Pupils: Sanitary Protection

Department for Education written question – answered on 8th January 2018.

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Photo of Julie Elliott Julie Elliott Labour, Sunderland Central

To ask the Secretary of State for Education, what estimate she has made of the number of children who are routinely missing school because they are unable to afford menstrual products.

Photo of Julie Elliott Julie Elliott Labour, Sunderland Central

To ask the Secretary of State for Education, if she will bring forward proposals to provide free menstrual products to children on free school meals.

Photo of Robert Goodwill Robert Goodwill Minister of State (Education)

No girl should be held back from reaching her potential because of her background or gender. Our current Sex and Relationships Education guidance encourages schools to make adequate and sensitive arrangements to help girls cope with menstruation. Schools are best placed to identify and address the needs of their pupils, have discretion over how they use their funding and can make sanitary products available to disadvantaged pupils if they identify this as a barrier to attainment or attendance. We support schools in addressing the needs of disadvantaged pupils through the provision of the Pupil Premium, equivalent to almost £2.5bn of additional funding this year alone.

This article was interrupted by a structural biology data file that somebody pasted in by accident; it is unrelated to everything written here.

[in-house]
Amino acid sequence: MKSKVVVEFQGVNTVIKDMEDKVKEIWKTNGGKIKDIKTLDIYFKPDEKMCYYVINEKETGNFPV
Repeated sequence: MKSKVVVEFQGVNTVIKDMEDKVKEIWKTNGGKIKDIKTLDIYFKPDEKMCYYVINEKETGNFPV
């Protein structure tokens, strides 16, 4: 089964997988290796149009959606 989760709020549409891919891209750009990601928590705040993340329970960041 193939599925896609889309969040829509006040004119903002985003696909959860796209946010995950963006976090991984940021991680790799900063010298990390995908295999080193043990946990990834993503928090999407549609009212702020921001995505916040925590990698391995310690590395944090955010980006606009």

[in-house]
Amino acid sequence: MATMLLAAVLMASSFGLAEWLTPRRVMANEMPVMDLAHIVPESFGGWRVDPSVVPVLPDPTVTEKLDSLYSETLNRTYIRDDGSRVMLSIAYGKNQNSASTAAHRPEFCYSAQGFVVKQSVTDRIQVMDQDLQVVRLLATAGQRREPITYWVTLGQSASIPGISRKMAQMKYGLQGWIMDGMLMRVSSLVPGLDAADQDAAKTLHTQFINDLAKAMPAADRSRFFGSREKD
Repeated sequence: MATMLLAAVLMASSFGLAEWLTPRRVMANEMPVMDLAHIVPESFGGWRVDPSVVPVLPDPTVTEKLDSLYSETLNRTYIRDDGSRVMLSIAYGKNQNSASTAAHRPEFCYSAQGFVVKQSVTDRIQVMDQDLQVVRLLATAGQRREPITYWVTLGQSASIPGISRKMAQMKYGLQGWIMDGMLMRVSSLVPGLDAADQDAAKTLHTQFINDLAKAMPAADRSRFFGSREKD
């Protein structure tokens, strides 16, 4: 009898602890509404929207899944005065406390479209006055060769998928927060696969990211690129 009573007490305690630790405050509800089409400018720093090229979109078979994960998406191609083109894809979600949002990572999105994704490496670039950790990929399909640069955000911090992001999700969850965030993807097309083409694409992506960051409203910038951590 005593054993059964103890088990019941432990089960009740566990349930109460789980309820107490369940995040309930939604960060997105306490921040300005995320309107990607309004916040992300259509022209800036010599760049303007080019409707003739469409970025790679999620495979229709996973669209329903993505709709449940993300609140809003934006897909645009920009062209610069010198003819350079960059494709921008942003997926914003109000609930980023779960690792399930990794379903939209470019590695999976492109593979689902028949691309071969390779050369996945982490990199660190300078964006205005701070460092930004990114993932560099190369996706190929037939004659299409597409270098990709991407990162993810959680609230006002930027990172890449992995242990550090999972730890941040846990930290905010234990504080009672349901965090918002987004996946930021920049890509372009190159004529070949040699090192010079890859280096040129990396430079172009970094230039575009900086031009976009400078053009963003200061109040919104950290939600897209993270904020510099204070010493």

The department is committed to ensuring that any policy aimed at improving the attendance or attainment of pupils eligible for free school meals is based on robust evidence. We have sought to establish whether there has been any rigorous national assessment of the prevalence of period poverty or its impact on attendance, however none appears available. The department reached out to school stakeholders in July 2017 through the Association of School and College Leaders forum asking for contributions on the issue and have received a very limited response.

The department collects information on absence through the termly school census. We collect data on the number of possible sessions, number of authorised absences, number of unauthorised absences and the reason for absence for each pupil. The reasons for absence do not include a category, which would enable sessions missed due to a lack of access to menstrual products to be identified. The method of data collection does not enable us to identify pupils who are routinely missing school as we collect information on the total sessions missed each term. Full details of the absence data we collect in school census can be found in the census guidance here: https://www.gov.uk/guidance/school-census . We are producing additional analysis of our absence data to look for evidence of period poverty and will publish findings in due course.

We have made it a priority to reduce school absence for all pupils and there has been some notable success in this area, with overall yearly absence rates decreasing from 6.5% of possible sessions missed in 2006/7 to 4.6% in 2015/16.

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